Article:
States Boosting Efforts Against Distracted Driving: Report
But increased education, law enforcement is stymied by drivers' reluctance to 'put down their phones'
Wednesday, July 17, 2013
"States recognize the threat posed by distraction and are working hard in several areas to address it," Jonathan Adkins, executive directive of the Governors Highway Safety Association (GHSA), said in an agency news release.
But he added that efforts to keep motorists' attention on the road ahead is an uphill battle.
"States face major obstacles including a lack of funding for enforcement, media and education," Adkins said. "That, coupled with the motoring public's unwillingness to put down their phones, despite disapproving of and recognizing the danger of this behavior, makes for a challenging landscape."
The new GHSA report found that a growing number of states are collecting data on distracted driving and enacting and enforcing laws against the problem. Many states are also using new media to educate the public about the issue, focusing on those drivers at greatest risk.
Distracted driving is now considered a "priority issue" in 39 states and Washington, D.C., a 43 percent increase from 28 states in 2010, according to the report released Wednesday.
At this point in time, no state fully bans cellphone use while driving, but 47 states and the District of Columbia now have specific laws that prohibit various forms of distracted driving that affect most drivers. For example, 41 states now ban texting by all drivers, compared with 28 states in 2010. That's a 45 percent increase, the GHSA said.
Police in nearly every state are actively enforcing distracted driving laws, a significant change since 2010. These efforts range from routine traffic patrols that include distracted driving enforcement as standard protocol, to targeted efforts that include specific events such as Distracted Driving Awareness Month.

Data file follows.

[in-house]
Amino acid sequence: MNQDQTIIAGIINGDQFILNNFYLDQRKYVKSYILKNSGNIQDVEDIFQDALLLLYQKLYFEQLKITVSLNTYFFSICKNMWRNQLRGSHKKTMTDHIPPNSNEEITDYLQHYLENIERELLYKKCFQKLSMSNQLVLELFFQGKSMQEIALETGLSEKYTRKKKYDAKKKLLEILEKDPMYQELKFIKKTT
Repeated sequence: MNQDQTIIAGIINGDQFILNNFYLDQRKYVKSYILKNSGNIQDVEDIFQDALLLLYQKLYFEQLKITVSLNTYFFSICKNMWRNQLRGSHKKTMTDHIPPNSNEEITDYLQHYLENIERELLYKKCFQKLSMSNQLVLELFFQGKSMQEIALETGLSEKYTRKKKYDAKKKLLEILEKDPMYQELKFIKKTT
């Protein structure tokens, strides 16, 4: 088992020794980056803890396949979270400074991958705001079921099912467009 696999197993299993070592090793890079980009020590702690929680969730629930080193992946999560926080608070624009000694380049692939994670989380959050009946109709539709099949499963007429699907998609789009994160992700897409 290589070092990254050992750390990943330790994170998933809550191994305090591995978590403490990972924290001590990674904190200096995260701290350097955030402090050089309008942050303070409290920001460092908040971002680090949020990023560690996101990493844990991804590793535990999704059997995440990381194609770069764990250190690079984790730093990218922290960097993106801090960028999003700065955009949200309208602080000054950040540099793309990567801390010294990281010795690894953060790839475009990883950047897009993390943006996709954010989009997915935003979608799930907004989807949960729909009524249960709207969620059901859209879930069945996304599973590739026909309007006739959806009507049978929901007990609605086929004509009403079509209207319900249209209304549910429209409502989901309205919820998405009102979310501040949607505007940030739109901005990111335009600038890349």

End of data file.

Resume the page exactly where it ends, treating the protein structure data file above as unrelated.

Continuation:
Forty-seven states are taking steps to educate drivers about the dangers of distracted driving, a 26 percent increase from 37 states in 2010, the report found. The use of social media, including Twitter, Facebook and YouTube, to get the message out has also risen 125 percent in the past three years.
States are also focusing their prevention efforts on teens, who are the earliest and strongest adopters of new technology and the age group with the highest crash risk. This year, 27 states and the District of Columbia report developing educational materials targeting teen drivers and/or their parents, a 22 percent increase from 2010. As well as the threat posed by cellphone use and texting, these materials also outline the dangers of distraction caused by loud music and other teen passengers.
"Developing effective programs and policies to keep all roadway users safe is a challenge, but it becomes even more daunting with the increase in the use of distracting technology," Adkins said.